Victoria Transport Policy Institute
"Efficiency - Equity - Clarity"
Fall 2021 Vol. 21, No. 4
Holiday Greetings from the Victoria Transport Policy Institute!
The Victoria Transport Policy Institute is an independent research organization dedicated to developing innovative solutions to transportation problems. The VTPI website has many resources addressing a wide range of transport planning and policy issues. VTPI also provides consulting services.
This is one of our most important and widely-cited reports; according to Google Scholar it has been cited in at least 672 peer-reviewed publications. We have significantly updated it to include more perspectives and examples, and provide clearer guidance.
Equity refers to the fairness with which impacts (benefits and costs) are distributed. Transportation planning decisions can have large and diverse equity impacts. Evaluating these can be challenging because there are several types of equity and impacts to consider, and various ways to measure them. Horizontal equity assumes that people with similar needs and abilities should be treated equally; vertical equity assumes that disadvantaged groups should receive a greater share of resources. Social justice addresses structural inequities such as racism and sexism. This report provides guidance for transportation equity analysis. It describes various perspectives and impacts, and practical ways to incorporate transportation equity goals into planning.
Transportation Equity Analysis Summary (www.vtpi.org/equity.pdf)
This table summarizes transportation equity types, ways to measure them, and optimization strategies.
|Horizontal – Fair Share
||Each person receives a fair share of public resources
||Per capita share of public resources (money, road space, etc.).
||Multimodal transport planning. Least-cost funding. Efficient pricing.
|Horizontal – External costs
||Travellers minimize and compensate for external costs.
||Infrastructure costs, congestion, crash risk and pollution that travellers impose on other people.
||Minimize and compensate for external costs. Favor resource-efficient modes.
|Vertical – Inclusivity
||Transportation systems provide basic mobility to disadvantaged groups.
||Quality of travel for people with disabilities and other special needs. Disparities between groups.
||Favor inclusive modes and accessible community development.
|Vertical – Affordability
||Lower-income households can afford basic mobility.
||Transportation costs relative to incomes. Quality of affordable modes.
||Favor affordable modes and housing in high-access areas.
||Policies address structural inequities.
||Whether organizations address inequities such as racism and classism.
||Identify and correct structural inequities. Affirmative action.
(Credit: Ryan Martinson, “Equity and Mobility”)
NEW MOBILITIES BOOK
My book, New Mobilities: Smart Planning for Emerging Transportation Technologies received an Honorable Mention in Planetizen’s Top Urban Planning Books of 2021.
Here is their description:
2020 was a big year for Planetizen contributors writing and publishing books, and 2021 continues the trend with Todd Litman’s new book, New Mobilities. Like we did last year with books by Planetizen bloggers and Planetizen Courses instructors, we avoided a conflict of interest by leaving New Mobilities out of consideration for the official Top Books list.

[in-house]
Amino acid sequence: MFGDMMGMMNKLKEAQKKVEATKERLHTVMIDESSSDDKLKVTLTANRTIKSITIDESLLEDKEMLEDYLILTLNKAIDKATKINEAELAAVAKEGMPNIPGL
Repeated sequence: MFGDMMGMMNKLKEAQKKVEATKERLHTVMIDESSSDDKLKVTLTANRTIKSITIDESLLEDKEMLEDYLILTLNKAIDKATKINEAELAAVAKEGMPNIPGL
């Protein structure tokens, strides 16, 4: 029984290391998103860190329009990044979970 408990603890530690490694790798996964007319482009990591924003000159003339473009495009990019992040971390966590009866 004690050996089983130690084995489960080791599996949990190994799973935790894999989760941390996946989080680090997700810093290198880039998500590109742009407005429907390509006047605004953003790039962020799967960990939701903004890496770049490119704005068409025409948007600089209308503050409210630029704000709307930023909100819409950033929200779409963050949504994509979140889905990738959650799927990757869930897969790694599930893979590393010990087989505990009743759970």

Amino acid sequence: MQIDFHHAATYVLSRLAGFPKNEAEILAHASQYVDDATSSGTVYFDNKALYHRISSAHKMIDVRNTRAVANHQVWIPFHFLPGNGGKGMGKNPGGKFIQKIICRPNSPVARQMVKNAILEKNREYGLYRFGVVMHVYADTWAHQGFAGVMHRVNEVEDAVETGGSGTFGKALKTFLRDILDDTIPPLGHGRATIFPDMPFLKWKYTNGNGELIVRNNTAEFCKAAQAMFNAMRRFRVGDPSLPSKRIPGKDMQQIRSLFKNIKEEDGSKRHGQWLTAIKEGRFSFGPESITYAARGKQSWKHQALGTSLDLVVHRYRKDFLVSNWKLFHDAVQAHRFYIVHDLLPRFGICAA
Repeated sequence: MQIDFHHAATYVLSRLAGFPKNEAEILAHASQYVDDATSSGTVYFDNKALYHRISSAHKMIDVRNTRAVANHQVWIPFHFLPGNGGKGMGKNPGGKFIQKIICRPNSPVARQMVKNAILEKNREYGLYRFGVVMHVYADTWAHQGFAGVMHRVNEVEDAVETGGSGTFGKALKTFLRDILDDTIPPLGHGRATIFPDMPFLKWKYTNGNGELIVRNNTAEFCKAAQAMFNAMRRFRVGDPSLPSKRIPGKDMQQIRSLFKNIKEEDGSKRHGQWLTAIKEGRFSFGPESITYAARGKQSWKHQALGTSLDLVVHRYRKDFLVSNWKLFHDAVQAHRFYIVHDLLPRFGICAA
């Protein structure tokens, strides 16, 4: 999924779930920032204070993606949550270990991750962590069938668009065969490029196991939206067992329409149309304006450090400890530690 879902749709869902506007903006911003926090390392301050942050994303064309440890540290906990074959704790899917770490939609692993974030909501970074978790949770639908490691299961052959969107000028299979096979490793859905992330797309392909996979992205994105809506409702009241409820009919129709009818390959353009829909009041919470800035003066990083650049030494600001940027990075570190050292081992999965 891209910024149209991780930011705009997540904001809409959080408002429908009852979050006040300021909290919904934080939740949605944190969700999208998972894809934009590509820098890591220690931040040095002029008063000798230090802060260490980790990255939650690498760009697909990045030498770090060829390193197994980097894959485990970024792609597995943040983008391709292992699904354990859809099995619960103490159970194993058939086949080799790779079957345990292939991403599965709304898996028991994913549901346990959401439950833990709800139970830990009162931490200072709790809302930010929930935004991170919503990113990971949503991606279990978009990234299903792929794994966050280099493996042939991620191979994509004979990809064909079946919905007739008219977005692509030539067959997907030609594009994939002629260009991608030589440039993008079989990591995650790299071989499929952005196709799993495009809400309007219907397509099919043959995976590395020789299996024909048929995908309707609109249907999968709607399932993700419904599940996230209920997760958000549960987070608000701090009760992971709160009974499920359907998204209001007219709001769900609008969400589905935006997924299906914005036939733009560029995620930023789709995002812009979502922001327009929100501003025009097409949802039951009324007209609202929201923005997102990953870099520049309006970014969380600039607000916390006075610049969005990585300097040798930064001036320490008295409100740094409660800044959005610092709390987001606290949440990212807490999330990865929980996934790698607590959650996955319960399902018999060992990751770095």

But that doesn’t mean we wouldn’t recommend New Mobilities to visionary planners. When Litman talks about new mobilities, he’s not just talking about new ways of getting around on two wheels, but much bigger innovations: new planning paradigms, new goals, and new consequences. Planetizen readers who have no doubt encountered Litman’s writing frequently will find a familiar tone and approach: thoroughly cited references, tables and infographics for illustration, and a reasoned rejection of the status quo. As much as any book on this list, New Mobilities keeps the focus on what it all means for planning, and how the field of planning can and should change as a result of technological innovations.
In this book, transportation expert Todd Litman critically evaluates new technologies and services, and provides practical guidance for optimizing them. He systematically examines how each of the twelve New Mobility is likely to affect travel activity (how and how much people travel); consumer costs and affordability; roadway infrastructure design and costs; parking demand; land use development patterns; public safety and health; energy and pollution emissions; and economic opportunity and fairness.
When ordering New Mobilities from Island Press, the discount code LITMAN provides 20% savings off the $35 standard price.
The New Mobilities: Smart Planning for Emerging Transportation Technologies, presentation at the MOVE Asia 2021 Conference. Free video.
The New Mobilities: Smart Planning for Emerging Transportation Technologies: Eno Foundation Webinar. Free Video. Todd Litman discusses how new modes and services are likely to affect travel activity, costs and affordability, infrastructure design and cost, and other elements.
New Mobilities: Planning for the Future of Transportation, at Town Hall Seattle. This video shows Todd Litman’s presentation at the City of Seattle’s Town Hall lecture series.
Which 'New Mobilities' are Good for Your Community?, Greenbiz Magazine article. Which new mobilities are good and which are bad for your community? Under what circumstances should they be mandated, encouraged, regulated, restricted, or forbidden? These are complicated questions. New transportation technologies and services can have many effects on users and communities. We need a comprehensive analysis framework that considers diverse impacts and perspectives.
Good Planners: Bad Outcomes. How Structural Biases Can
Lead to Unfair and Inefficient Results. Some planning practices are structurally inequitable. They can result in unfair and wasteful outcomes, such as destruction of vibrant, accessible, minority urban communities for the benefit of more affluent suburban motorists. We can do better!